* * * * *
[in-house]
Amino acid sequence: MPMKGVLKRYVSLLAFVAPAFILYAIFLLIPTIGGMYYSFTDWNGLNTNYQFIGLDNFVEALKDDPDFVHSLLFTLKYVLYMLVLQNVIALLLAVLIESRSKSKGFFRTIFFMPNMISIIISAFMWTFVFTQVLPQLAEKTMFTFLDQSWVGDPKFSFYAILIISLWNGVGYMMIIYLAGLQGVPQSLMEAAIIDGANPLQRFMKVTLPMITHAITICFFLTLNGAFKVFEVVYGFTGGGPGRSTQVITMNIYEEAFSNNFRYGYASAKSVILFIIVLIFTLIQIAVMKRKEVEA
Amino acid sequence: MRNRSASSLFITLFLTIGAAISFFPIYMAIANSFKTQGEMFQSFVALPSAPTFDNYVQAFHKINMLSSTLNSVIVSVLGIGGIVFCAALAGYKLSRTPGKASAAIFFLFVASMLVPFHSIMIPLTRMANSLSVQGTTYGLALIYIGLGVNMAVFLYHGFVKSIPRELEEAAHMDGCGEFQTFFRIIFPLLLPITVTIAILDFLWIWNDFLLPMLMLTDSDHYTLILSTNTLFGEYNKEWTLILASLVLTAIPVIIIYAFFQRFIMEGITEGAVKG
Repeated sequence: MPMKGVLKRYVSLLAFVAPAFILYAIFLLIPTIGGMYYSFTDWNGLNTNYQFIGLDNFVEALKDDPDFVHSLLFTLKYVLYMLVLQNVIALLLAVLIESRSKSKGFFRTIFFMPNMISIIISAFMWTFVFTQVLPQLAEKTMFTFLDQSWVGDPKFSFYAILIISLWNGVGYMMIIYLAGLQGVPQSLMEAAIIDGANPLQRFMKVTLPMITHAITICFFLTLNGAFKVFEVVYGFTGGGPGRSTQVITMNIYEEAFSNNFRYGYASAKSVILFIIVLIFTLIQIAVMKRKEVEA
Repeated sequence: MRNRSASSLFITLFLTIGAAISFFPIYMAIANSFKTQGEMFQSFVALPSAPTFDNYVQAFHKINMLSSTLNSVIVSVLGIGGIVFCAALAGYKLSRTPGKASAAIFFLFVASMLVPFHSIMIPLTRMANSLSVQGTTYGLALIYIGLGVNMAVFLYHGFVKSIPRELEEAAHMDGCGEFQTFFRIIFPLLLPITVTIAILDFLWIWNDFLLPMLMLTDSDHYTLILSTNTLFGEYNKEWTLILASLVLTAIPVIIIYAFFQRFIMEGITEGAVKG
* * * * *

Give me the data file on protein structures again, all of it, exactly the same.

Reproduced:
[in-house]
Amino acid sequence: MPMKGVLKRYVSLLAFVAPAFILYAIFLLIPTIGGMYYSFTDWNGLNTNYQFIGLDNFVEALKDDPDFVHSLLFTLKYVLYMLVLQNVIALLLAVLIESRSKSKGFFRTIFFMPNMISIIISAFMWTFVFTQVLPQLAEKTMFTFLDQSWVGDPKFSFYAILIISLWNGVGYMMIIYLAGLQGVPQSLMEAAIIDGANPLQRFMKVTLPMITHAITICFFLTLNGAFKVFEVVYGFTGGGPGRSTQVITMNIYEEAFSNNFRYGYASAKSVILFIIVLIFTLIQIAVMKRKEVEA
Amino acid sequence: MRNRSASSLFITLFLTIGAAISFFPIYMAIANSFKTQGEMFQSFVALPSAPTFDNYVQAFHKINMLSSTLNSVIVSVLGIGGIVFCAALAGYKLSRTPGKASAAIFFLFVASMLVPFHSIMIPLTRMANSLSVQGTTYGLALIYIGLGVNMAVFLYHGFVKSIPRELEEAAHMDGCGEFQTFFRIIFPLLLPITVTIAILDFLWIWNDFLLPMLMLTDSDHYTLILSTNTLFGEYNKEWTLILASLVLTAIPVIIIYAFFQRFIMEGITEGAVKG
Repeated sequence: MPMKGVLKRYVSLLAFVAPAFILYAIFLLIPTIGGMYYSFTDWNGLNTNYQFIGLDNFVEALKDDPDFVHSLLFTLKYVLYMLVLQNVIALLLAVLIESRSKSKGFFRTIFFMPNMISIIISAFMWTFVFTQVLPQLAEKTMFTFLDQSWVGDPKFSFYAILIISLWNGVGYMMIIYLAGLQGVPQSLMEAAIIDGANPLQRFMKVTLPMITHAITICFFLTLNGAFKVFEVVYGFTGGGPGRSTQVITMNIYEEAFSNNFRYGYASAKSVILFIIVLIFTLIQIAVMKRKEVEA
Repeated sequence: MRNRSASSLFITLFLTIGAAISFFPIYMAIANSFKTQGEMFQSFVALPSAPTFDNYVQAFHKINMLSSTLNSVIVSVLGIGGIVFCAALAGYKLSRTPGKASAAIFFLFVASMLVPFHSIMIPLTRMANSLSVQGTTYGLALIYIGLGVNMAVFLYHGFVKSIPRELEEAAHMDGCGEFQTFFRIIFPLLLPITVTIAILDFLWIWNDFLLPMLMLTDSDHYTLILSTNTLFGEYNKEWTLILASLVLTAIPVIIIYAFFQRFIMEGITEGAVKG